India will have to take into account geostrategic issues while moving ahead with the RCEP trade deal as it will mean opening up the market to China, says chief economic adviser Arvind Subramanian
New Delhi: India needs to be extra cautious and take into account geostrategic issues while moving ahead with the Regional Comprehensive Economic Partnership (RCEP) trade deal as it will also mean opening up the market to China, chief economic adviser Arvind Subramanian said.
“I am a little bit ambivalent about RCEP, as it will involve a lot of opening up to China. We have a natural complementarity vis-à-vis Europe. We export labour-intensive goods to Europe and they export capital-intensive goods to us. In case of the Asean and China, it’s not the same thing. So what’s the advantage for us (in RCEP)? I am not saying it’s bad or it’s wrong, but I am saying we need to think more carefully about that. There is also the geostrategic dimension we need to take into account. So that’s a more difficult and richer discussion that the government needs to have," said Subramanian in a post-Economic Survey interview.
India has a $50 billion (around Rs3.2 trillion) trade deficit with China. Tensions between the nations have been high in the past over Chinese military intrusions, most recently in the Doklam area of Bhutan, and the China-Pakistan Economic Corridor, which is proposed to pass through Pakistan-Occupied Kashmir.
The fact that most RCEP members are not ready to open up their services market, as proposed by India, makes the proposed deal more disadvantageous for India, said Subramanian. “If other nations are not going to open up services and if it’s all about opening up manufacturing, then it’s a different dynamics."
RCEP is a grouping of the Asean’s (Association of Southeast Asian Nations) 10 members plus India, China, Japan, South Korea, Australia and New Zealand. It envisages regional economic integration leading to the creation of the world’s largest regional trading bloc, accounting for nearly 45% of the world’s population with a combined gross domestic product (GDP) of $21.3 trillion.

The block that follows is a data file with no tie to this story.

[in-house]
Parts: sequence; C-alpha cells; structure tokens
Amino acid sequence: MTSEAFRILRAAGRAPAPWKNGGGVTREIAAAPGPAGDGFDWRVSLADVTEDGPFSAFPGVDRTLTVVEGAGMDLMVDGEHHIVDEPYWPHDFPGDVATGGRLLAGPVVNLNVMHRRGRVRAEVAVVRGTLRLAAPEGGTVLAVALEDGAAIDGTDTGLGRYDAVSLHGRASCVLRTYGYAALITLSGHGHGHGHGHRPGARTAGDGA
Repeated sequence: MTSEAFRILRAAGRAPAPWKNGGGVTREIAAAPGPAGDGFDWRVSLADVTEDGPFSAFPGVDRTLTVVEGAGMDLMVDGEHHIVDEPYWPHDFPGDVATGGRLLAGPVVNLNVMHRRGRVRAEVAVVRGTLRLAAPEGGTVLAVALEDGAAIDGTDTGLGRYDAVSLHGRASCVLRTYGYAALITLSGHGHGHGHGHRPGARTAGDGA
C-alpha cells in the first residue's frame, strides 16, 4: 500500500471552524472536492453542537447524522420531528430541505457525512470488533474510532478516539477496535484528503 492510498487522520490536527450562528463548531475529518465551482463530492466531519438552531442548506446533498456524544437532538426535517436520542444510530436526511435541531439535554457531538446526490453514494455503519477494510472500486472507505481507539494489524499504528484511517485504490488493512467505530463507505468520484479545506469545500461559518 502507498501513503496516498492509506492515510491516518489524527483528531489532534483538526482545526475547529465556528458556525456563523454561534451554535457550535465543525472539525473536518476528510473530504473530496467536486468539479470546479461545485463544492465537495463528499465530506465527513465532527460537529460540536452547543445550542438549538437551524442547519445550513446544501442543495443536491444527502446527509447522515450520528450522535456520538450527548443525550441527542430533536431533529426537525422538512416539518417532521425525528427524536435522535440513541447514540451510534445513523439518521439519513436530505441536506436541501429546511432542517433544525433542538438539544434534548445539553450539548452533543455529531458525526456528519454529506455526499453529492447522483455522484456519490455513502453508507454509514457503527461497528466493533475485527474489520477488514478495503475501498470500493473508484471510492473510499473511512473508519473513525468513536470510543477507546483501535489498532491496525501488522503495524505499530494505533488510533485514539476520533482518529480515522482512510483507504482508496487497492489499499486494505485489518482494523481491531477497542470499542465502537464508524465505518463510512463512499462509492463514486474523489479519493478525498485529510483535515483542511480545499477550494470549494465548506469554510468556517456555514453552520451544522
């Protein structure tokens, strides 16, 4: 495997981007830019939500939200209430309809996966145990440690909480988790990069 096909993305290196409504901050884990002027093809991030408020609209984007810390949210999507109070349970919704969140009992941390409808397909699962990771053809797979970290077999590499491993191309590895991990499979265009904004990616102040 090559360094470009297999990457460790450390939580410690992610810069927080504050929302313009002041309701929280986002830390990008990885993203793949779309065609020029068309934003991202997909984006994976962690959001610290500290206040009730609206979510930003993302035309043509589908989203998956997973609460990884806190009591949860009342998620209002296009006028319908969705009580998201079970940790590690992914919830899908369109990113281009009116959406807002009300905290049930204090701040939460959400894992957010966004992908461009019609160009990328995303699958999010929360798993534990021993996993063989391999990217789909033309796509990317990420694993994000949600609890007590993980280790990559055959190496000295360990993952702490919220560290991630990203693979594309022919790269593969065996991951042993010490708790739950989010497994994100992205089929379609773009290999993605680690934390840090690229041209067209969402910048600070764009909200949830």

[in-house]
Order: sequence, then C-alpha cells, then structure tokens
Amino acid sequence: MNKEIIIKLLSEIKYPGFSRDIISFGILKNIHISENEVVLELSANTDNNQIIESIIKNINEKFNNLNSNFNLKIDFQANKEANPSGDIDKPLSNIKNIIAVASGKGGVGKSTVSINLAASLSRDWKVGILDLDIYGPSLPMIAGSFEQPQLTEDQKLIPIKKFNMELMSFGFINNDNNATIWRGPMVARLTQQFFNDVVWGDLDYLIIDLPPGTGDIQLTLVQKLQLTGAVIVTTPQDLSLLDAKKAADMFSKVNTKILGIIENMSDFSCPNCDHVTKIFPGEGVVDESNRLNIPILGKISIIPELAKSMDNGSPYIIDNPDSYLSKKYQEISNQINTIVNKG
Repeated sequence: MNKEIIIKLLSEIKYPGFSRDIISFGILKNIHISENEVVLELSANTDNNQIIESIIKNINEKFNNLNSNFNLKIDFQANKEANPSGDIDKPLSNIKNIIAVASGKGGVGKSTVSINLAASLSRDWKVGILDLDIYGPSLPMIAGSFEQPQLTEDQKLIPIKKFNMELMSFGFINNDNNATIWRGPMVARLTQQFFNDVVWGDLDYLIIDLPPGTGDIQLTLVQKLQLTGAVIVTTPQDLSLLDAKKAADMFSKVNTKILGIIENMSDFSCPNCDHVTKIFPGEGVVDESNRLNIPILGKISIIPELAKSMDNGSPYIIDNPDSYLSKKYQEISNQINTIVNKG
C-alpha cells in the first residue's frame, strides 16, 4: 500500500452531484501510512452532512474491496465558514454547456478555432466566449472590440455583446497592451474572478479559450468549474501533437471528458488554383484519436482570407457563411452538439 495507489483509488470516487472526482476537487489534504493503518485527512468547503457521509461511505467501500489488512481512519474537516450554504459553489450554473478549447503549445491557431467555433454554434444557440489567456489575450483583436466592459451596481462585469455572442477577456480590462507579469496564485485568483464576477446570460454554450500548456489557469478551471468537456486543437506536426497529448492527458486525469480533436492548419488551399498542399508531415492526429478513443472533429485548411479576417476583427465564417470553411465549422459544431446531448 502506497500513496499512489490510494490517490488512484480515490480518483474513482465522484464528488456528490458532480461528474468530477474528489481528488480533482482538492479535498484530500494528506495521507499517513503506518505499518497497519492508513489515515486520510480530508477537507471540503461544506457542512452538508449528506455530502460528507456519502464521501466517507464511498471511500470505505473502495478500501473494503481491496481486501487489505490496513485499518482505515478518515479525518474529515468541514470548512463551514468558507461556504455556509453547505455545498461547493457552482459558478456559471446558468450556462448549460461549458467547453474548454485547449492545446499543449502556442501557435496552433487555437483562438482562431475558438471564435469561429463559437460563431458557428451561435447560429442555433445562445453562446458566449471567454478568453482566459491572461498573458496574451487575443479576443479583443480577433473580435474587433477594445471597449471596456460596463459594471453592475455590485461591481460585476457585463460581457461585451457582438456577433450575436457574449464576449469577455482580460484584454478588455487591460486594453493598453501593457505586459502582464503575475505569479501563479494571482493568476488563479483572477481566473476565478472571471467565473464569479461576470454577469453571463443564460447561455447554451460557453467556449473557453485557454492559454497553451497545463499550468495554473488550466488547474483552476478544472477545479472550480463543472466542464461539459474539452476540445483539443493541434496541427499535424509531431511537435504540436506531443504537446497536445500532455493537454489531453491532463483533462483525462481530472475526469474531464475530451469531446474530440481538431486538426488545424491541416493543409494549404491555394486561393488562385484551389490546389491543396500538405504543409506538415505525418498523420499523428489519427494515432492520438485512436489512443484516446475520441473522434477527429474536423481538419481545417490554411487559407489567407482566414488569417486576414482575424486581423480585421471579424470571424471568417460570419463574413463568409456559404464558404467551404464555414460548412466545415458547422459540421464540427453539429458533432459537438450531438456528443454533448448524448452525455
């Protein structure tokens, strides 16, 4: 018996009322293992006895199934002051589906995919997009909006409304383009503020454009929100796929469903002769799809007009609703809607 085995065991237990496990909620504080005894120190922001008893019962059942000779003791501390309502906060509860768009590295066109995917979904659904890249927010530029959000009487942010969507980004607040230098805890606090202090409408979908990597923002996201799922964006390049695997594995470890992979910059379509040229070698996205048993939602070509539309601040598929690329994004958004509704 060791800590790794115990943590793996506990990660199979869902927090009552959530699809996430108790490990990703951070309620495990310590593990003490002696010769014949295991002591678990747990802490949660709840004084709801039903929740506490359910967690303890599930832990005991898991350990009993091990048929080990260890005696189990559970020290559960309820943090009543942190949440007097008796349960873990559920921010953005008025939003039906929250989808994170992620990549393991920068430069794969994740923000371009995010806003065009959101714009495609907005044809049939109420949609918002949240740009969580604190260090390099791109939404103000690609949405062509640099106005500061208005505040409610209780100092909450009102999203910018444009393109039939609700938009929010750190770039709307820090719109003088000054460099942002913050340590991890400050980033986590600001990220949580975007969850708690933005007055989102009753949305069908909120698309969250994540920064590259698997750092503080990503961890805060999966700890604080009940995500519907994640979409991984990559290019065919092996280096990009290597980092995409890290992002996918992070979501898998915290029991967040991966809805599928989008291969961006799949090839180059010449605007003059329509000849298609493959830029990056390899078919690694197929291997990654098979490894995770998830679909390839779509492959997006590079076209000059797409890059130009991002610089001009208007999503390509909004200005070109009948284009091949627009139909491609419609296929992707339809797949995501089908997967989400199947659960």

Asean members have been putting pressure on India to open up its market for more than 90% of their traded goods, while they remain reluctant to India’s proposal to allow free movement of Indian skilled professionals in the RCEP region. There is growing clamour for India to either exit RCEP or resist its early conclusion.
Former foreign secretary S. Jaishankar, at a recent presentation before the parliamentary standing committee on commerce, called for “observance of due restraint" and not concluding trade arrangements not in India’s medium-term interests.
Commerce minister Suresh Prabhu last week insisted on concluding a “balanced and collectively satisfactory" RCEP agreement that includes a services pact. “It is important to address the sensitivity of member countries and their aspirations as negotiations gather momentum. We would all aim to achieve an RCEP that results in the realization of the potential of the three key pillars of RCEP—goods, services, investment—in a manner that is balanced and collectively satisfactory. Keeping this in view, India will be working closely and constructively with all RCEP member nations, particularly Asean, towards early conclusion of negotiations," he said, while hosting the Asean trade ministers’ meet to mark 25 years of dialogue partnership between the two sides.
Stressing why RCEP needs a strong services pact, Prabhu said globally, trade in services is growing faster than merchandise trade. “Services are becoming a dominant driver of growth in both developed and developing countries. Services contribute almost two-thirds of India’s GDP and surplus in services trade finances almost half of our trade deficit. India currently runs an around $10 billion trade deficit with the Asean grouping," he added.
A government official, who was earlier involved in the RCEP negotiations speaking under condition of anonymity, said Asean cannot agree to India’s proposal for opening up its services market as the grouping’s members have themselves not opened up their services markets to each other. “The best way forward is to conclude a low-ambition RCEP deal and get done with it," he added.